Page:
Over the past several weeks, I've had the pleasure to participate in a couple of the Pro-D courses that are available on the Adobe Education Exchange. Joining online with literally hundreds of faculty, trainers and even students from across the globe, to share and discuss and create content for such topics as Digital Creativity and (currently) Digital Imaging.
This professional development is totally free and - as I've seen by participating -  can give teachers a real leg up in gaining experience with digital tools and building confidence. I was surprised and impressed at the sheer number of newcomers - those who had not really used digital tools in general along with those who had never used Adobe's tools.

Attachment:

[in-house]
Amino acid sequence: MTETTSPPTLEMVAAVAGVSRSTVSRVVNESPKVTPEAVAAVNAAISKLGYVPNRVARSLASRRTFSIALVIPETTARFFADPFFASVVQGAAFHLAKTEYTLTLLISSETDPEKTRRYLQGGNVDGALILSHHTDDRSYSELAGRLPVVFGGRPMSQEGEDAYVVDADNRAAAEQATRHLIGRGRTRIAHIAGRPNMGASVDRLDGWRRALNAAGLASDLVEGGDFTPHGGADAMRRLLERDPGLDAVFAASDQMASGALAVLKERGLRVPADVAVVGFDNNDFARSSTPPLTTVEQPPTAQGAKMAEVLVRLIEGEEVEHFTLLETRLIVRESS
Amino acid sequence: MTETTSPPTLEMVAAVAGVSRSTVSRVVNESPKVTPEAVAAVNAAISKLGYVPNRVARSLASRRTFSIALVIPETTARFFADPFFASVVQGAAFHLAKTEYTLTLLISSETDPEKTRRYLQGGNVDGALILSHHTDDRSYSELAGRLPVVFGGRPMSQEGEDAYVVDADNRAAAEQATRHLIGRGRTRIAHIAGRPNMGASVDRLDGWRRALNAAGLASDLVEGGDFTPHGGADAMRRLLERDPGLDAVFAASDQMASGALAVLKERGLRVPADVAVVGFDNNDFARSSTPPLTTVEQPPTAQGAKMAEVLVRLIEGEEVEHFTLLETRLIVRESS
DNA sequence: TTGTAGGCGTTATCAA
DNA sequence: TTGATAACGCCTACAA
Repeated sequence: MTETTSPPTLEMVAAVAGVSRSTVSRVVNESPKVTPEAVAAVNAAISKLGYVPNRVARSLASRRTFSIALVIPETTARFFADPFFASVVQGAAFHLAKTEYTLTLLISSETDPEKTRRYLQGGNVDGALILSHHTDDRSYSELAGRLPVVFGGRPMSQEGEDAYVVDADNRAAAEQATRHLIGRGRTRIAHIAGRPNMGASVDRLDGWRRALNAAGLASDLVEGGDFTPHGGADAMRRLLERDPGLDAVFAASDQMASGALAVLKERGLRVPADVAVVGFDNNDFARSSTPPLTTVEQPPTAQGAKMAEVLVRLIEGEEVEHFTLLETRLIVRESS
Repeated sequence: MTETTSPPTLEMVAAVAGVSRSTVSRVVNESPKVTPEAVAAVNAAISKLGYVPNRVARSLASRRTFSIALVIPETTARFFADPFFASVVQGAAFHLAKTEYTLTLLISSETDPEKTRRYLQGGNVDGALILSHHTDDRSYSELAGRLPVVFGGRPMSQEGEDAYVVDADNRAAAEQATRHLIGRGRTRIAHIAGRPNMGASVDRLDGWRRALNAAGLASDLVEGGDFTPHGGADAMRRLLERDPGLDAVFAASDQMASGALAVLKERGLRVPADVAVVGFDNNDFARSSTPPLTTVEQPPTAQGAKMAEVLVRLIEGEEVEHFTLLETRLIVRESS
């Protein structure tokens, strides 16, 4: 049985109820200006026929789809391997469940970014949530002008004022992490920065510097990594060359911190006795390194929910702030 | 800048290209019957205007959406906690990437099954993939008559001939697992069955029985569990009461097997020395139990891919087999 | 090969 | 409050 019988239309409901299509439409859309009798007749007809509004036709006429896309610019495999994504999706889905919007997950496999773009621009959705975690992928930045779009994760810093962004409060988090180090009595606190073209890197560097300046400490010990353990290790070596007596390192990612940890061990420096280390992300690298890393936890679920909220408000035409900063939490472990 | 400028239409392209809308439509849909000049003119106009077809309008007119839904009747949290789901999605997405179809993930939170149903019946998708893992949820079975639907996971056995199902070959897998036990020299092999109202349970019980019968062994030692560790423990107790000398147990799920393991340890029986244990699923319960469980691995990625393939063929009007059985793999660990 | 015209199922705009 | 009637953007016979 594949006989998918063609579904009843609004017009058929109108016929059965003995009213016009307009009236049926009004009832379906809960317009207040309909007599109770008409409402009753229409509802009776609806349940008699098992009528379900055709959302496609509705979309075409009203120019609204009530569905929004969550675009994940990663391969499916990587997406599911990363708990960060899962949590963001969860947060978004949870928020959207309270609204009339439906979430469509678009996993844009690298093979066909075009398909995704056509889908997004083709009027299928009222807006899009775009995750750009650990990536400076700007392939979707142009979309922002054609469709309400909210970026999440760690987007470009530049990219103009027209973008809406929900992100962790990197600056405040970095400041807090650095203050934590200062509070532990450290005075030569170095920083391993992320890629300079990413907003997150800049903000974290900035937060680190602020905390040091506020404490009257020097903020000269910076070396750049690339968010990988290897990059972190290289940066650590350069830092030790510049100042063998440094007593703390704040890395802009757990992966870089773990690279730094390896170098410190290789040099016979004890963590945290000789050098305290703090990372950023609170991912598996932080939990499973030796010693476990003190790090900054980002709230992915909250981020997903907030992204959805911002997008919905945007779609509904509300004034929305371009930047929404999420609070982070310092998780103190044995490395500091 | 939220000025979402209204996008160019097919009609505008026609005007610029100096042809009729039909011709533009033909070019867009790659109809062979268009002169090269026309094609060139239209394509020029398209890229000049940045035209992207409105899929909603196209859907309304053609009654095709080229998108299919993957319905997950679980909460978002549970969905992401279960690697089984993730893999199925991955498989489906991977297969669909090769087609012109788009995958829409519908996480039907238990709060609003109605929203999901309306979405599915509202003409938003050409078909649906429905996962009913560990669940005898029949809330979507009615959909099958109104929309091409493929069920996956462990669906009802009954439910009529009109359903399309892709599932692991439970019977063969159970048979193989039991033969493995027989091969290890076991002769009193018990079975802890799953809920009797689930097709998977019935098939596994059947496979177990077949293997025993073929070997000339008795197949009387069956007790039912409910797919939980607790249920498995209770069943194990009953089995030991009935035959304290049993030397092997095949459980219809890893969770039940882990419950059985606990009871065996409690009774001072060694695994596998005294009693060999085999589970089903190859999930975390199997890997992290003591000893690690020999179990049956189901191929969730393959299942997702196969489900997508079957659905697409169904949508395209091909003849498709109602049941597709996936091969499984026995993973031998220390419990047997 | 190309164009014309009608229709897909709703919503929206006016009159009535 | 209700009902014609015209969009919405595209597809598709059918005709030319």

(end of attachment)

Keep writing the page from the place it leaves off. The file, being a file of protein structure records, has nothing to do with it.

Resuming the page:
It has been and continues to be fun, inspirational and educational. I've learned as much - or more - than I've shared.
This project is dedicated to the work I created for our homework, in both the Digital Creativity course and the currently running Digital Imaging course. But I encourage you to check out and comment on all the other fantastic work created by educators from across the world, right here in Behance. Simply search for terms like EDEX or AdobeGenPro. See what these amazing teachers - teachers who may well be helping your children learn - are doing.
Digital Creativity Course
This course explored how to use varous technolgies in the classroom for creative and engaging purposes. The idea - in my mind - was to establish a comfort level for teachers and trainers with various digital skill levels.